Zero Sartorial

Small questions in clothing

Camel Coats

The new starting point is a pair of images of David Gandy. In these images, David is wearing a camel coat, and I’ve not done much, if any, research in coats before.

It should be noted that I don’t much like this example, at first glance. It does look good, but I feel its colours wouldn’t suit me, and I’m a little suspicious of heavy coats in light colours.

It’s claimed that it’s a product of one particular designer, coming from the Max Mara house, in Italy and has only been around since 1981. Naturally, it has been copied a lot, and Max Mara themselves had only made 145,000 by 2011 – the design pretty much unchanged. I’m none too sure if the Max Mara coat was intended for men or women; I see the more generic coats worn by both. The Max Mara website is so dire I can’t actually access it to find out, but an NYT article implies they think of it as a women’s coat.

I was fully expecting this to be something from the 60s or 70s, and probably derived from army greatcoats, but it looks like it’s been a different track – actually coming from a coat worn by polo players in the early twentieth century, and originally with a belt that tied. With variations, it crosses over with the Ulster coat, too. The lasting form, though seems to have lost the belt, and have the double breast. The “camel” bit was genuine in the original; the yarn from which is was made came from Bactrian camels. Nowadays, it’s just a colour, as far as I can determine.

As with many men’s garments, it’s more a vague category than anything defined. The “proper” version seems to be double-breasted, and a coat, not a jacket – Fashionbeans has a good illustrative spread of camel coats, and there are a few varieties there. Despite the origins as an informal, after-the-game garment, it’s now seen as being a formal, winter-y sort of an item, appropriate to wear over a suit. They do, unlike some coats, seem to be worn both open and closed. One detail that I do like in David’s example is the pocket high on the left breast; it gives a lot more definition to the shape of the shoulder there. The heavy stitch in the lapels is interesting too; it doesn’t happen in most versions of the coat, but works particularly well with the tweed underneath.

Go Again

It’s been nearly a year since the last update here; life and academia landed solidly on me in the meantime, and this blog languishes near the bottom of the priority list. Nevertheless, I’ve done some interesting things in the meantime, most notably starting to learn to make my own clothes for the Society for Creative Anachronism.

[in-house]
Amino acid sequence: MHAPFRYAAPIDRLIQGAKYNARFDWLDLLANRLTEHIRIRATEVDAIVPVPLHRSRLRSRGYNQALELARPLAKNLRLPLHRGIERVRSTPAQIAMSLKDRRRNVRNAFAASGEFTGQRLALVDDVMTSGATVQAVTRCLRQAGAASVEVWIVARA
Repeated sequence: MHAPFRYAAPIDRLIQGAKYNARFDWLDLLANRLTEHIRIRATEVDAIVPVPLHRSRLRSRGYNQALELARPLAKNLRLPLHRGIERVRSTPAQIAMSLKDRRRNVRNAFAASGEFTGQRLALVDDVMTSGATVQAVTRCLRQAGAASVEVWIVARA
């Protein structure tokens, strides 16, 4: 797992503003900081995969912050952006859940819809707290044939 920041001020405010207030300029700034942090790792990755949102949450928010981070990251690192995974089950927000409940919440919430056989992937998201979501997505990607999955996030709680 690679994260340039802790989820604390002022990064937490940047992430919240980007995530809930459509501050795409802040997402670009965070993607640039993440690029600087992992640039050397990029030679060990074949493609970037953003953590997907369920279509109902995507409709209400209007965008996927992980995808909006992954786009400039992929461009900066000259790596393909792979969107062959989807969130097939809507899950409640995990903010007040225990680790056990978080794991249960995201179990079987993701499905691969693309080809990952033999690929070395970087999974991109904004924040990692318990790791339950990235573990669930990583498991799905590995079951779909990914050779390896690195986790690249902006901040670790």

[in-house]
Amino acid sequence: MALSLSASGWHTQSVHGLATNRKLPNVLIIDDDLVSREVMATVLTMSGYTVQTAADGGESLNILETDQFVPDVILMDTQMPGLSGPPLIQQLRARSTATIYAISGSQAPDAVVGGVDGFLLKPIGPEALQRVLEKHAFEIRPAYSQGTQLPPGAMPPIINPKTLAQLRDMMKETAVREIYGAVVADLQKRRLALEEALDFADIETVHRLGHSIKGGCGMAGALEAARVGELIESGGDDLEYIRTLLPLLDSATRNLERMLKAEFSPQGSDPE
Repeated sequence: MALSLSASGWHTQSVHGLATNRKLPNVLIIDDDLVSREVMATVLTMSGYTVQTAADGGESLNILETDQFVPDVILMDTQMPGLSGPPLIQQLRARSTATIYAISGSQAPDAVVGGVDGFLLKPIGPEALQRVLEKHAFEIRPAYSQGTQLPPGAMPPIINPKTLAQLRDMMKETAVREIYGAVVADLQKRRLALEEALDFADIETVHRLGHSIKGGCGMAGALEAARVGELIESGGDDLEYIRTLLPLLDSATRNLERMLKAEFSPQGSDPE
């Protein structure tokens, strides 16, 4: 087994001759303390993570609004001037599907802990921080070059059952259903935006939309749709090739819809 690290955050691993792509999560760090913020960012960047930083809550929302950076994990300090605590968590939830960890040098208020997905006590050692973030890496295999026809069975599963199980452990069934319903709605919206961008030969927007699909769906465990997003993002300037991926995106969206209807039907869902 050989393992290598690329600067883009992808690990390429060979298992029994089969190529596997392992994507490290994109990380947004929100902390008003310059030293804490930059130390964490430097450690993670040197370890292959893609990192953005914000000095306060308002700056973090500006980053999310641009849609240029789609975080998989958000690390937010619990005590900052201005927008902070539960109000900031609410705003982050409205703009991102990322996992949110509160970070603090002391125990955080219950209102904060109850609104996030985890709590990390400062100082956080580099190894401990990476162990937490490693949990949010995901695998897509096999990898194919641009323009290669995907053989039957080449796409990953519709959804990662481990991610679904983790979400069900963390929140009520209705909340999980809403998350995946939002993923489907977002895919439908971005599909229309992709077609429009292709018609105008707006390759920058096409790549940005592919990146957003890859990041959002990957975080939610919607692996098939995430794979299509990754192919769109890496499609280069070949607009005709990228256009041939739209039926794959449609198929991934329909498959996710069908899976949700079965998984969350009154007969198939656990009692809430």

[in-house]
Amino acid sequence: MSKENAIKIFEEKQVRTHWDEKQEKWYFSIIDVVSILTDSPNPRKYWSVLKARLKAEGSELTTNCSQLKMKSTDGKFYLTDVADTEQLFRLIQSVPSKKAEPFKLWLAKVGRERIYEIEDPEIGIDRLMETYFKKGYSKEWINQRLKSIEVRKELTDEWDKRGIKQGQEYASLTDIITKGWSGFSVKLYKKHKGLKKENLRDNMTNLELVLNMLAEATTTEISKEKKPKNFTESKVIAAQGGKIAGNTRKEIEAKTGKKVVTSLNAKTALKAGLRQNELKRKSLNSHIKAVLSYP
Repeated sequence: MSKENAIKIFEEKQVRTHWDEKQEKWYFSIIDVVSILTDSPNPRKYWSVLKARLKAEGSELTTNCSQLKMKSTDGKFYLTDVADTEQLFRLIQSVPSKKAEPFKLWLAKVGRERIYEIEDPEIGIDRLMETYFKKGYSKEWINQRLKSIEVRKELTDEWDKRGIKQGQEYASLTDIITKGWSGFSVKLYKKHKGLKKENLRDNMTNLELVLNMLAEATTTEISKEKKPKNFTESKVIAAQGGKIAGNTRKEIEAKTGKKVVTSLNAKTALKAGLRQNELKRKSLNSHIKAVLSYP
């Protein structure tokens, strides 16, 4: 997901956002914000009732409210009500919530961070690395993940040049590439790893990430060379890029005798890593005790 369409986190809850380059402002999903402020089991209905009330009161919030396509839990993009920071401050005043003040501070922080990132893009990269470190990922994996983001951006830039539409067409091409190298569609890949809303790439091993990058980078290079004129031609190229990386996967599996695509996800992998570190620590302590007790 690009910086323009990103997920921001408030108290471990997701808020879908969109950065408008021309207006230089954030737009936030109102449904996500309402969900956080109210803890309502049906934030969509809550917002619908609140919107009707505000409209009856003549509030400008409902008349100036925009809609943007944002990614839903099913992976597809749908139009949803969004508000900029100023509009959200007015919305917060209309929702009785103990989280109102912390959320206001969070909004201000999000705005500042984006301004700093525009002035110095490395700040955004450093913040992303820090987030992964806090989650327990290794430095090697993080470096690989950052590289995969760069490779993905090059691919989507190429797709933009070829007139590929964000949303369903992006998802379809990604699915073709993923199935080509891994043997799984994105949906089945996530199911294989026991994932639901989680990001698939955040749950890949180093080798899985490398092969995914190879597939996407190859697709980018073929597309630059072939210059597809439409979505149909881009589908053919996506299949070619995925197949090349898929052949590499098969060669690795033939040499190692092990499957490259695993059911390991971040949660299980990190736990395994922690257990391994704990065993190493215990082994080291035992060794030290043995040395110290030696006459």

It should be noted that these are medieval clothes, and that nobody cares much about the neatness of stitches; the styles are definitively a millennium out of date, and the standards you’re trying to match are museum pieces. But it’s still teaching me a lot about the structure of clothes, and the way in which the pieces fit together. At the moment, I’m in the process of tearing apart and rebuilding a simple linen tunic, adding gussets (because it was tight under the arms) and gores (because it tends to ride up under a belt when it hangs straight from the shoulders over my ample belly). I’m adding them in different colours of linen, too, because I reckon that work-a-day clothes were more than likely made from what was available, rather than buying fabric for the purpose, and I have offcuts and bits in odd colours. Amusingly, my heraldry for the Society involves a badger, and the tunic will come out in plain (undyed), grey and black linen.

Anyway. On with the show.

Starting Point: David Gandy in London

My second starting point is an image (or a pair of images, even) of a fellow called David Gandy, appearing at the London Fashion Week Men’s Day.

David Gandy, for London Fashion Week Men's Day - urban scene

In this first shot, from the Facebook page, we can see him against a crowd. That’s a white shirt, probably in cotton, a rather narrow grey tie, grey tweed waistcoat and trousers (trousers in a different tweed?),  and a rather ordinary camel coat.

David Gandy, for London Fashion Week Men's Day, side angle with shoes.

The second image shows that he also has a tweed jacket under there – looks like it matches the waistcoat – and chestnut brown lace-up shoes. This image is from, of all places, Metro.

I didn’t cover shoes at all in the last set of research, since we can’t see Carlos’. So that’ll be an interesting line to start with. I’ll also be looking at tweed – again – and the issues of matching tweeds, or indeed, one part of a suit to another. The waistcoat will need a look, as a garment in and of itself, and I’ll take a run at the history and origins of the camel coat as well. And there’s more facial hair here as well, which is also a matter of style.

Plenty to get on with!

Denim: Research

I noted starting out that I think of denim as being an American fabric. Well, “denim” derives from “serge de Nîmes”, after Nîmes in France. And “jeans” comes from “Gênes”, the French for Genoa, in Italy. So not so much with the American.